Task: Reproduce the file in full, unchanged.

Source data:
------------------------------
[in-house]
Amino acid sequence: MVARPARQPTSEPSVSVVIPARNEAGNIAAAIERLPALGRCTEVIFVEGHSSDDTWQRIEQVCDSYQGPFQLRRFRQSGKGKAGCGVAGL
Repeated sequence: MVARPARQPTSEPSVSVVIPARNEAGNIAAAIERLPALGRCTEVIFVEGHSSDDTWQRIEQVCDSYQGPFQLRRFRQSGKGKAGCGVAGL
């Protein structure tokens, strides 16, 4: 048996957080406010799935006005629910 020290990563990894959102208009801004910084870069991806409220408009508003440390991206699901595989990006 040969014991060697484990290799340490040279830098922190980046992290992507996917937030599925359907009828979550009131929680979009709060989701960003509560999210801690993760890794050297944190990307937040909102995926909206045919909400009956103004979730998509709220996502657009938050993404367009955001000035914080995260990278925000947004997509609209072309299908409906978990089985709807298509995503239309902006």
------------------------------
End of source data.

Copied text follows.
[in-house]
Amino acid sequence: MVARPARQPTSEPSVSVVIPARNEAGNIAAAIERLPALGRCTEVIFVEGHSSDDTWQRIEQVCDSYQGPFQLRRFRQSGKGKAGCGVAGL
Repeated sequence: MVARPARQPTSEPSVSVVIPARNEAGNIAAAIERLPALGRCTEVIFVEGHSSDDTWQRIEQVCDSYQGPFQLRRFRQSGKGKAGCGVAGL
């Protein structure tokens, strides 16, 4: 048996957080406010799935006005629910 020290990563990894959102208009801004910084870069991806409220408009508003440390991206699901595989990006 040969014991060697484990290799340490040279830098922190980046992290992507996917937030599925359907009828979550009131929680979009709060989701960003509560999210801690993760890794050297944190990307937040909102995926909206045919909400009956103004979730998509709220996502657009938050993404367009955001000035914080995260990278925000947004997509609209072309299908409906978990089985709807298509995503239309902006």